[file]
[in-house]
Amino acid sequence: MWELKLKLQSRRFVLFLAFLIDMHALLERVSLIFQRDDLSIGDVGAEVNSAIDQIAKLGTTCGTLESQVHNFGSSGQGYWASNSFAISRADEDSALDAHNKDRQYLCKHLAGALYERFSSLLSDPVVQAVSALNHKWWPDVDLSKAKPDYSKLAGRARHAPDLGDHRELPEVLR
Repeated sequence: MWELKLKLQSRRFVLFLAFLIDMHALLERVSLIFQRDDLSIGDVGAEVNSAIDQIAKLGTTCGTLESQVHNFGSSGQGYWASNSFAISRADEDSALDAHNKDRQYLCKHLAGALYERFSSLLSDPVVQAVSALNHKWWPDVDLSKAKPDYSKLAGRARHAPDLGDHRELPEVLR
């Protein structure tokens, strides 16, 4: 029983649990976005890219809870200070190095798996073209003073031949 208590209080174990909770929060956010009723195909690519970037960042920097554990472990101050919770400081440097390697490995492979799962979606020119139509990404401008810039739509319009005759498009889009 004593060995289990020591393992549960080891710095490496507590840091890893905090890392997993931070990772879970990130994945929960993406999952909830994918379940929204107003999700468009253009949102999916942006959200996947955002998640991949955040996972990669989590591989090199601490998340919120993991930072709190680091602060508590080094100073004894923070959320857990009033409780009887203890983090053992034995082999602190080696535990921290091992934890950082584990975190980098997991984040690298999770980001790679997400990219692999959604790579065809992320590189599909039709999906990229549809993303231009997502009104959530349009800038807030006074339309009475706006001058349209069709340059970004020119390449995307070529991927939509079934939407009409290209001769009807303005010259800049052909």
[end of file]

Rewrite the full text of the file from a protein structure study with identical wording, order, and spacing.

[in-house]
Amino acid sequence: MWELKLKLQSRRFVLFLAFLIDMHALLERVSLIFQRDDLSIGDVGAEVNSAIDQIAKLGTTCGTLESQVHNFGSSGQGYWASNSFAISRADEDSALDAHNKDRQYLCKHLAGALYERFSSLLSDPVVQAVSALNHKWWPDVDLSKAKPDYSKLAGRARHAPDLGDHRELPEVLR
Repeated sequence: MWELKLKLQSRRFVLFLAFLIDMHALLERVSLIFQRDDLSIGDVGAEVNSAIDQIAKLGTTCGTLESQVHNFGSSGQGYWASNSFAISRADEDSALDAHNKDRQYLCKHLAGALYERFSSLLSDPVVQAVSALNHKWWPDVDLSKAKPDYSKLAGRARHAPDLGDHRELPEVLR
């Protein structure tokens, strides 16, 4: 029983649990976005890219809870200070190095798996073209003073031949 208590209080174990909770929060956010009723195909690519970037960042920097554990472990101050919770400081440097390697490995492979799962979606020119139509990404401008810039739509319009005759498009889009 004593060995289990020591393992549960080891710095490496507590840091890893905090890392997993931070990772879970990130994945929960993406999952909830994918379940929204107003999700468009253009949102999916942006959200996947955002998640991949955040996972990669989590591989090199601490998340919120993991930072709190680091602060508590080094100073004894923070959320857990009033409780009887203890983090053992034995082999602190080696535990921290091992934890950082584990975190980098997991984040690298999770980001790679997400990219692999959604790579065809992320590189599909039709999906990229549809993303231009997502009104959530349009800038807030006074339309009475706006001058349209069709340059970004020119390449995307070529991927939509079934939407009409290209001769009807303005010259800049052909």